TREII suggested two locations along the south side of Tobermory’s Little Tub Harbour where the Norgoma could be moored. They committed to reaching an agreement whereby the municipality suffers no net loss of revenue from the change.

Goman is hoping to receive proposals from other businesses interested in using part of the space aboard the vessel. 

Municipal staff will investigate and report back to Council.

The high water levels have had considerable impact on the shoreline at Lion’s Head Beach Campground. The issues of protecting the shore and reconfiguring the campground were discussed at length. In the end, Council elected to defer the issue until a future meeting.

Under “Other Business”, Councillor Megan Myles “presented the following notice of motion to be brought forward for consideration at the August 24, 2020 Council Meeting, titled “Implementing Paid Parking at McCurdy Drive, Lion’s Head Beach and Black Creek Provincial Park to generate funds for sustainable tourism management”:

“WHEREAS the dramatic increase in tourism brought economic benefits, but also social and environmental costs to the community (i.e. garbage, congestion, unsafe highway conditions, noise);

WHEREAS these issues are negatively impacting local quality of life, visitor safety and experience and overburdening local infrastructure and services beyond what local taxation can sustainably support;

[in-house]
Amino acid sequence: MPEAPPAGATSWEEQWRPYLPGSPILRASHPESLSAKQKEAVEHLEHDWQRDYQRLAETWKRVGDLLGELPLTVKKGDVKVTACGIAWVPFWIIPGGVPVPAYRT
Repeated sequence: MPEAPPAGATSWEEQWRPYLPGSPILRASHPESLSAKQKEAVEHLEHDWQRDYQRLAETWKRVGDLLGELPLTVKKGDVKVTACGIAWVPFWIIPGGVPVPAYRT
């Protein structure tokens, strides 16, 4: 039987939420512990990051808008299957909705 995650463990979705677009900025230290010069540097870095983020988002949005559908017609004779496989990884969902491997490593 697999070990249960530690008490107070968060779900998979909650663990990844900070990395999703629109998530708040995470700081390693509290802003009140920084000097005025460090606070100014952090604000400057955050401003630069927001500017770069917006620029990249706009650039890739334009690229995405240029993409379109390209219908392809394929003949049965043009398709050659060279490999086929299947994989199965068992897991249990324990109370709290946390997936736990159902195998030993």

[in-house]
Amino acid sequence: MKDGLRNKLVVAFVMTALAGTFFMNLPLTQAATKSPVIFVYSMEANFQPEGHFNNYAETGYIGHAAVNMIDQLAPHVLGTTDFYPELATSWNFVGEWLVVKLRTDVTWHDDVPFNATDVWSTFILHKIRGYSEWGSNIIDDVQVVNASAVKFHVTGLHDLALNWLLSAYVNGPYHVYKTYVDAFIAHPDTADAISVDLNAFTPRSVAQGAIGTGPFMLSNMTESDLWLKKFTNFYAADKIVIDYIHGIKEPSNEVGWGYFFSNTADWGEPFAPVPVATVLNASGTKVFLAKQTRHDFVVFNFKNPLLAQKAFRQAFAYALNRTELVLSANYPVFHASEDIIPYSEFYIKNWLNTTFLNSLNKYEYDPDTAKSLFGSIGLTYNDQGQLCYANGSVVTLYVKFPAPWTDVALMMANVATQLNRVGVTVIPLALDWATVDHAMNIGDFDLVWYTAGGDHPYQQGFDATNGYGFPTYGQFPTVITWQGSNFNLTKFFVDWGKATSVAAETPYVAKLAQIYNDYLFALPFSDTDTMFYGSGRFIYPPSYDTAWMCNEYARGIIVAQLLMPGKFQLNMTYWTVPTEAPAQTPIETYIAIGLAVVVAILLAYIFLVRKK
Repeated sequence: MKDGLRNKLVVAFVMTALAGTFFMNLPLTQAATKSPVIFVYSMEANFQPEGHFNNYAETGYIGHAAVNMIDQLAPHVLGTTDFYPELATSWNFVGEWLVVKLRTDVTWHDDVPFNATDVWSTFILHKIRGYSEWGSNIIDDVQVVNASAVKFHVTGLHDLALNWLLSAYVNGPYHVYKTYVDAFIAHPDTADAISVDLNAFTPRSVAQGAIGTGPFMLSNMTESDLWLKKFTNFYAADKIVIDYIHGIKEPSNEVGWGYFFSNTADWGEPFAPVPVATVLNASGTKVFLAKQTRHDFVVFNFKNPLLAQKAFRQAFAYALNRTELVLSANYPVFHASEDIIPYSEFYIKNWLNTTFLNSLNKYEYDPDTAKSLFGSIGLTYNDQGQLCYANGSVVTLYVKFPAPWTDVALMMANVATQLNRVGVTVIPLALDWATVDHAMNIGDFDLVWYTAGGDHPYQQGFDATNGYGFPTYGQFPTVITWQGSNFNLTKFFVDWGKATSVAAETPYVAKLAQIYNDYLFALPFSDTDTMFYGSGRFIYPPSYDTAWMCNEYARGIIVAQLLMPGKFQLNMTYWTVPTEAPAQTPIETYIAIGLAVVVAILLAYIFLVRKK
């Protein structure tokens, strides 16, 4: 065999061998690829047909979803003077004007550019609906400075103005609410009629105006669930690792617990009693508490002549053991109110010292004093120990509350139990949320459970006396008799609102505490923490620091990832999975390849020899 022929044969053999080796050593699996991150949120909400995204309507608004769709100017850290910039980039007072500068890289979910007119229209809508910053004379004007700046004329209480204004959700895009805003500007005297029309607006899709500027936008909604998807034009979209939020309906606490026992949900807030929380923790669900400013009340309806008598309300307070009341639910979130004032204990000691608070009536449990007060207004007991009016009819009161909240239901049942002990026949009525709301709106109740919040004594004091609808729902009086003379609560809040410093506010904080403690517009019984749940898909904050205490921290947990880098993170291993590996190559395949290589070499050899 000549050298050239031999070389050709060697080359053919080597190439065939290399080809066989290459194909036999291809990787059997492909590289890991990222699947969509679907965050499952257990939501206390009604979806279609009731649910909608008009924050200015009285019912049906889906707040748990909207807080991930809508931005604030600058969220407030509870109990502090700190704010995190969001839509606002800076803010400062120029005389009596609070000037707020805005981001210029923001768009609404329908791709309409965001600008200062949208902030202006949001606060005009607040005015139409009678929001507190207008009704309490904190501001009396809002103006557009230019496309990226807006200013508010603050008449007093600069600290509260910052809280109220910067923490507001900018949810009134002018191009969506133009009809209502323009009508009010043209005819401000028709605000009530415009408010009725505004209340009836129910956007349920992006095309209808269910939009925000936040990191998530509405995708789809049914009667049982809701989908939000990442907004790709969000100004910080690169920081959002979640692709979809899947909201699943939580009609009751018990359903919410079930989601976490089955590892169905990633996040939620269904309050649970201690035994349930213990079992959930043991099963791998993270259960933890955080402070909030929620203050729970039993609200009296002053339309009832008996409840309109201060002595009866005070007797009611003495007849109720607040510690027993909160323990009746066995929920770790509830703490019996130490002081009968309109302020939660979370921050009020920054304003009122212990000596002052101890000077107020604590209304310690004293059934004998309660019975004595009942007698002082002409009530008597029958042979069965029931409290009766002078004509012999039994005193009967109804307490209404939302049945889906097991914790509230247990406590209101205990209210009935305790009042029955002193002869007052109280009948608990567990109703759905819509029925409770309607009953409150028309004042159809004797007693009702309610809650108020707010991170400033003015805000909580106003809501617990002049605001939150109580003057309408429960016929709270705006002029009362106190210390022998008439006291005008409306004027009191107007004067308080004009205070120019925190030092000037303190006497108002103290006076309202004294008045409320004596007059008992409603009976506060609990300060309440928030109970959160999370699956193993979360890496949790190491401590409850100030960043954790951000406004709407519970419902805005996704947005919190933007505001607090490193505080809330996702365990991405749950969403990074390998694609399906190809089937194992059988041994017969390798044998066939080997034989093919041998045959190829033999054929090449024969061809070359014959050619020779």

WHEREAS paid parking has successfully generated significant revenue in Tobermory and many other destinations that the municipality can re-invest back into the necessary infrastructure and services;

WHEREAS securing stable tourism funding was one of four main recommendations in 2018 Northern Bruce Peninsula Sustainable Tourism Management Plan;

WHEREAS a user-pay system is the most fair way to generate revenue, and pricing and time slots can manage visitor demand and behaviour (i.e. 3-hour time slots in high demand locations, free or cheaper full-day parking further away);

THEREFORE, BE IT RESOLVED THAT Council support development of a parking strategy and implementation of paid parking at McCurdy Drive, Lion’s Head Beach Park (Philip Forbes Street and possibly marina), and potentially other popular sites and direct staff to consult with relevant partners and stakeholders (including Bruce Trail and Ontario Parks).

*Note: Similar to Tobermory, all property owners (and possibly boat slip holders) would receive a parking pass.”

This motion will be discussed — probably at length — at Council’s Aug 24th Meeting.

Could the IJC Lower the Water?

The environmental lobby group Georgian Bay Great Lakes Foundation (www.georgianbaygreatlakesfoundation.com/august-2020-update/) claims that our current high water levels are a direct result of mismanagement by the International Joint Commission, the American/Canadian body that oversees boundary waters. GBGLF claims that the IJC has substantially increased outflow from Lake Superior into Lake Huron/Michigan while refusing to even measure (let alone manage) the outflow through the St Clair River. GBGLF claims this has resulted in water levels eight inches higher than they need to be. They document these allegations with the same data the IJC are using.